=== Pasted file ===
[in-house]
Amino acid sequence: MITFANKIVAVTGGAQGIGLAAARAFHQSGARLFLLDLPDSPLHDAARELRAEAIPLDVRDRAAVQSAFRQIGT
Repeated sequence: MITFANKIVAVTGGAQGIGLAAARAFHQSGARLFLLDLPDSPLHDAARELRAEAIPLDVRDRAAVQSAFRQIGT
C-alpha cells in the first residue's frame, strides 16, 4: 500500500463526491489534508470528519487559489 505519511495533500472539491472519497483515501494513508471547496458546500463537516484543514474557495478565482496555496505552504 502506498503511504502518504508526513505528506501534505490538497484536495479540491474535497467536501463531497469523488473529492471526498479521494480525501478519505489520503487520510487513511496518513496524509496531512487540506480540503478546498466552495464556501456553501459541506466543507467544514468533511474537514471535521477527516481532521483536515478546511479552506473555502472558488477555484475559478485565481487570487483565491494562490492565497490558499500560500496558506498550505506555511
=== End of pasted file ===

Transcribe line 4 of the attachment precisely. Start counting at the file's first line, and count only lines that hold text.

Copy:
C-alpha cells in the first residue's frame, strides 16, 4: 500500500463526491489534508470528519487559489 505519511495533500472539491472519497483515501494513508471547496458546500463537516484543514474557495478565482496555496505552504 502506498503511504502518504508526513505528506501534505490538497484536495479540491474535497467536501463531497469523488473529492471526498479521494480525501478519505489520503487520510487513511496518513496524509496531512487540506480540503478546498466552495464556501456553501459541506466543507467544514468533511474537514471535521477527516481532521483536515478546511479552506473555502472558488477555484475559478485565481487570487483565491494562490492565497490558499500560500496558506498550505506555511